nep-iue New Economics Papers
on Informal and Underground Economics
Issue of 2018‒10‒15
five papers chosen by
Catalina Granda Carvajal
Universidad de Antioquia

  1. Shaming for tax enforcement: Evidence from a new policy By Dwenger, Nadja; Treber, Lukas
  2. The rich underreport their income: Assessing bias in inequality estimates and correction methods using linked survey and tax data By Sean Higgins; Nora Lustig; Andrea Vigorito
  3. Microeconomics Foundations of Entrepreneurial Performance in the Informal Sector: A Case Study of Cameroon By Kede Ndouna, Faustine; Tsafack Nanfosso, Roger
  4. Exits from the Poverty Trap and Growth Accelerations in a Dual Economy Model By Jean-Claude BERTHELEMY
  5. The dynamics of finance-growth-inequality nexus: Theory and evidence for India By Pranab Kumar Das; Bhaswati Ganguli; Sugata Marjit; Sugata Sen Roy

  1. By: Dwenger, Nadja; Treber, Lukas
    Abstract: Can public shaming increase tax compliance through social pressure? Many tax authorities make ample use of public shaming. However, empirical evidence from outside the laboratory on how a new shaming law affects overall compliance is lacking. We provide the first evidence from the field, exploiting comprehensive administrative tax data and the introduction of a novel naming-and-shaming policy in Slovenia in 2012. The policy aims to reduce outstanding tax debt among the self-employed and corporations. Our empirical strategy exploits the variation across taxpayers in ex ante exposure to the shaming policy. We find that taxpayers reduce their tax debt by 8.5% to avoid shaming, particularly in industries where reputational concerns are likely to be important. The publication of the first naming-and-shaming list further reduces tax debt among shamed taxpayers because of social learning. This effect, however, is marginal in terms of revenue and tapers off quickly.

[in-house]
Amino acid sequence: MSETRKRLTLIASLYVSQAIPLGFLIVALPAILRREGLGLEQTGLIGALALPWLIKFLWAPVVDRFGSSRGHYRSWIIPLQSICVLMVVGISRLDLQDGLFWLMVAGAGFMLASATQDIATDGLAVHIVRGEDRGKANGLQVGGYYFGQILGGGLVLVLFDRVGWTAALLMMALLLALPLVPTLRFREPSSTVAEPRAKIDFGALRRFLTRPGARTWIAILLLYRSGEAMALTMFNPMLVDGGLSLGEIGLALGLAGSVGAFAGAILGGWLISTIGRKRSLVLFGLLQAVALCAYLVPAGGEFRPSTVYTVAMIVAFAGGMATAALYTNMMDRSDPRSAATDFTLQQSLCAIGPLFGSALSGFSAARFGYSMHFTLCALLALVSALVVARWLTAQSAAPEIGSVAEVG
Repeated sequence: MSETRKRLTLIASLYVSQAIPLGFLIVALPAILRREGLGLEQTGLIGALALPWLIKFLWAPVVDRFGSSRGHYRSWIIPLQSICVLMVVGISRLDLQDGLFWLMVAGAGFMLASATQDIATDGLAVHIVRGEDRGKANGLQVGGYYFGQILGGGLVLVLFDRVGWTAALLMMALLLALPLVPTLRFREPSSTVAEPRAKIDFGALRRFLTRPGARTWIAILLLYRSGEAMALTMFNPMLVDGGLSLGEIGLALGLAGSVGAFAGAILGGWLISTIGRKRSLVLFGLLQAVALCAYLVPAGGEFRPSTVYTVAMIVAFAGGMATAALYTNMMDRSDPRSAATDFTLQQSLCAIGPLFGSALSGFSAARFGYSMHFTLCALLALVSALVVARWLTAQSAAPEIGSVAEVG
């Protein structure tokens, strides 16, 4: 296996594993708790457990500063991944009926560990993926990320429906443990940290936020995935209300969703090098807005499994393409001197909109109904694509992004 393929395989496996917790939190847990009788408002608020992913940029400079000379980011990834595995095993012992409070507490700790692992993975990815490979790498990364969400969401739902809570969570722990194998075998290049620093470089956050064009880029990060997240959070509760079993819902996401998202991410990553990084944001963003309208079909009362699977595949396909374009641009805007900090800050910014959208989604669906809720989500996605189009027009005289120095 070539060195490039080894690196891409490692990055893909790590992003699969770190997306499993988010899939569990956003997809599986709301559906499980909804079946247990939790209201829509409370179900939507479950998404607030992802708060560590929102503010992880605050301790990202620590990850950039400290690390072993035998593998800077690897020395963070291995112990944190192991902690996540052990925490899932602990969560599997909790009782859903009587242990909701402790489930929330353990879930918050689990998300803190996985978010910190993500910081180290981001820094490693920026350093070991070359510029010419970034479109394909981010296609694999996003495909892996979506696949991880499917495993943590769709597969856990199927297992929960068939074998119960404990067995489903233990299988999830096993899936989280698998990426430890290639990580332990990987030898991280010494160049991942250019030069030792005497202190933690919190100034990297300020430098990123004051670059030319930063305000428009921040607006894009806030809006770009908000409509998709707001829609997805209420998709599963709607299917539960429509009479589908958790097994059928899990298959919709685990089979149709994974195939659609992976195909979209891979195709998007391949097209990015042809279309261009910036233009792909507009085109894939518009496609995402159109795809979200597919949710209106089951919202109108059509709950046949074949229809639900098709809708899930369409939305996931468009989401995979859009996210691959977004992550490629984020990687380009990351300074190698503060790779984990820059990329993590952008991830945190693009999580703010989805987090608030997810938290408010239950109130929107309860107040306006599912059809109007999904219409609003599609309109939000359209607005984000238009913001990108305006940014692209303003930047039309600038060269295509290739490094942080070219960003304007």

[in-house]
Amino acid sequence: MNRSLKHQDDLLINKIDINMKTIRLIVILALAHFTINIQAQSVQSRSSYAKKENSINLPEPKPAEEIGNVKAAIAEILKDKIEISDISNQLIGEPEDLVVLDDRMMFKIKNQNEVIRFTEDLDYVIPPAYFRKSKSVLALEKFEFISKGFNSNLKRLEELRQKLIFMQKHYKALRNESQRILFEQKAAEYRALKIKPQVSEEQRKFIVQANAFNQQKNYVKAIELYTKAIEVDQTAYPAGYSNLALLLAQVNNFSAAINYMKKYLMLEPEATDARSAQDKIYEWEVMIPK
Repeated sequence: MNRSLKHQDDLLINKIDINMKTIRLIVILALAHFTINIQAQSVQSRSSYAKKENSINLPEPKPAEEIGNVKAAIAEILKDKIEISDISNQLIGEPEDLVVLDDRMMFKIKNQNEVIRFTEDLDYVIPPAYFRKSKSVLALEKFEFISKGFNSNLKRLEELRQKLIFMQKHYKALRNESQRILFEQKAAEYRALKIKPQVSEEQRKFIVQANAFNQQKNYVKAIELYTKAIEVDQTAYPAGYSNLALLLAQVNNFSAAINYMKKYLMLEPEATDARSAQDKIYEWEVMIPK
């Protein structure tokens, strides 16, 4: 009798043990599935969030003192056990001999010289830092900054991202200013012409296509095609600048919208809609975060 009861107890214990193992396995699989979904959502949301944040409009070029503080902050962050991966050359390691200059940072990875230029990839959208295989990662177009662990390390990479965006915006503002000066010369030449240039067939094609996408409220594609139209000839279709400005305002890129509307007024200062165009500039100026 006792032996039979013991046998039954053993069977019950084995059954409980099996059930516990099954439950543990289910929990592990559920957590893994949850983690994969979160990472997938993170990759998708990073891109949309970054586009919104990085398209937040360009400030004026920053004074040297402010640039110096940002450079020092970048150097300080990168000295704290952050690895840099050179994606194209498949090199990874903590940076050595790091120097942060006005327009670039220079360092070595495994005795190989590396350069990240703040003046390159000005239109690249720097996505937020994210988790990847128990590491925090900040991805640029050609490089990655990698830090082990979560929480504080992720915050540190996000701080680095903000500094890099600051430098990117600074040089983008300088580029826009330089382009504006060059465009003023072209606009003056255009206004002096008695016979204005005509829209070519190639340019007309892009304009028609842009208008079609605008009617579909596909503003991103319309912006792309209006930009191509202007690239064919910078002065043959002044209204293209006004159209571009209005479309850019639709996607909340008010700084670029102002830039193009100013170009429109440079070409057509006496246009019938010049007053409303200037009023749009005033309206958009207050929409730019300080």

Keywords: compliance,tax debt,shaming,enforcement,social image concerns,penalty
    JEL: H26 D1 K34 K42 Z13
    Date: 2018
  2. By: Sean Higgins (UC Berkeley, USA); Nora Lustig (Tulane University, USA); Andrea Vigorito (Instituto de Economía, FCEA, Universidad de la República, Uruguay)